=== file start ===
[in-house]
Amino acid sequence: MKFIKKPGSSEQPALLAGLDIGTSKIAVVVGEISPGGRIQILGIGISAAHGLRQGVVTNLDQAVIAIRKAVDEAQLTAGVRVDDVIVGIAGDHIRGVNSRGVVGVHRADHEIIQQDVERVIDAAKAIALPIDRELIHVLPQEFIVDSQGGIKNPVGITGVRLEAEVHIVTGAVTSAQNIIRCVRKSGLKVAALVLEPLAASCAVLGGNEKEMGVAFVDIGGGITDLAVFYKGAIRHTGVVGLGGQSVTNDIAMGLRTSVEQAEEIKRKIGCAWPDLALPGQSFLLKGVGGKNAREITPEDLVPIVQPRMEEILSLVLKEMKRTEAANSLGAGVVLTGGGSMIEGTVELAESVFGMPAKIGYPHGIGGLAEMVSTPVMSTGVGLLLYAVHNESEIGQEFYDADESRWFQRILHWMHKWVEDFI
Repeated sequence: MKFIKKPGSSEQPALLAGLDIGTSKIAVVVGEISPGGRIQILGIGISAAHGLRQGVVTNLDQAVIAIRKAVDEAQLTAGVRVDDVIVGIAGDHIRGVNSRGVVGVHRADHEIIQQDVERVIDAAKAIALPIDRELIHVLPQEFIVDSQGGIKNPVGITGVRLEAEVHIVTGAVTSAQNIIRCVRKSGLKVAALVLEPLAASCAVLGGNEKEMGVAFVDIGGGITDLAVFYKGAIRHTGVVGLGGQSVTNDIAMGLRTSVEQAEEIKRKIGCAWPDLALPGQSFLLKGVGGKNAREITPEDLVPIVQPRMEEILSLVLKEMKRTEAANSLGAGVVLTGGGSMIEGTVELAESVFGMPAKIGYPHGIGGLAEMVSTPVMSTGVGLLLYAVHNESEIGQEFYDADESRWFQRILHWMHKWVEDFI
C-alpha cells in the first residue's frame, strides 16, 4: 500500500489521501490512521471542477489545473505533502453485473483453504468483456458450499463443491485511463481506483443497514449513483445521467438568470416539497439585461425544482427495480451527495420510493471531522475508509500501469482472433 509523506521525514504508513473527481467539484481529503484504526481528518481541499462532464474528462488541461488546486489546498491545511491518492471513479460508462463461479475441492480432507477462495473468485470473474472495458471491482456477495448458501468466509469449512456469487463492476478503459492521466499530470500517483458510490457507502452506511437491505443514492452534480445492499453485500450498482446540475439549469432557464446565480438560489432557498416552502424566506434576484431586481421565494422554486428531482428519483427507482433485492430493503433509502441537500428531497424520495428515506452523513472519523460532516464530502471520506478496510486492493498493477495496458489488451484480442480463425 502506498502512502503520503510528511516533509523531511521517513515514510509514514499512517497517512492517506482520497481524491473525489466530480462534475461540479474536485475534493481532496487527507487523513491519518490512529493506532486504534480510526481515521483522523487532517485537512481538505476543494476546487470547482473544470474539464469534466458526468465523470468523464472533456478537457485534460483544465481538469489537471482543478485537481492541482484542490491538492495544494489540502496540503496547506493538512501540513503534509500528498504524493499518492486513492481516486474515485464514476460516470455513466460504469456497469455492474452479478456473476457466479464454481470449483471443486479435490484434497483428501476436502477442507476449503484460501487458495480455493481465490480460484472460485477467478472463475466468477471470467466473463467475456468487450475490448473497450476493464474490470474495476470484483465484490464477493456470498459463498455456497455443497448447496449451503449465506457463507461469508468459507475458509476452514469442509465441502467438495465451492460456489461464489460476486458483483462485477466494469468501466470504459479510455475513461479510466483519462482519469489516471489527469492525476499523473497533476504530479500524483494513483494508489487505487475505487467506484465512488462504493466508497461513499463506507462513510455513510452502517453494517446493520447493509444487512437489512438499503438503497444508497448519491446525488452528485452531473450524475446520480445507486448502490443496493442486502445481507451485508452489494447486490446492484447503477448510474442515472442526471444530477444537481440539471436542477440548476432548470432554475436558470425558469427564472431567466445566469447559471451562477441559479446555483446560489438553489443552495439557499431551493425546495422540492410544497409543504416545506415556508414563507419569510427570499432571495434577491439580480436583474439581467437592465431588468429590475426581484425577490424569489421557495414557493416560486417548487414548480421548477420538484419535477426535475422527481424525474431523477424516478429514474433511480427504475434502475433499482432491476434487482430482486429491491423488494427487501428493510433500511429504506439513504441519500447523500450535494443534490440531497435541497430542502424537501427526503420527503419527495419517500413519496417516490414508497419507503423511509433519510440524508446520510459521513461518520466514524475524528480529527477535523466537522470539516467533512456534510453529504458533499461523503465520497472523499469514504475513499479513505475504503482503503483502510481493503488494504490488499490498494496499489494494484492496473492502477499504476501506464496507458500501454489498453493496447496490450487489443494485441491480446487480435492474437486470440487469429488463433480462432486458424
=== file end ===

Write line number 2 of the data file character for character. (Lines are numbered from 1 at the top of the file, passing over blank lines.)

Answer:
Amino acid sequence: MKFIKKPGSSEQPALLAGLDIGTSKIAVVVGEISPGGRIQILGIGISAAHGLRQGVVTNLDQAVIAIRKAVDEAQLTAGVRVDDVIVGIAGDHIRGVNSRGVVGVHRADHEIIQQDVERVIDAAKAIALPIDRELIHVLPQEFIVDSQGGIKNPVGITGVRLEAEVHIVTGAVTSAQNIIRCVRKSGLKVAALVLEPLAASCAVLGGNEKEMGVAFVDIGGGITDLAVFYKGAIRHTGVVGLGGQSVTNDIAMGLRTSVEQAEEIKRKIGCAWPDLALPGQSFLLKGVGGKNAREITPEDLVPIVQPRMEEILSLVLKEMKRTEAANSLGAGVVLTGGGSMIEGTVELAESVFGMPAKIGYPHGIGGLAEMVSTPVMSTGVGLLLYAVHNESEIGQEFYDADESRWFQRILHWMHKWVEDFI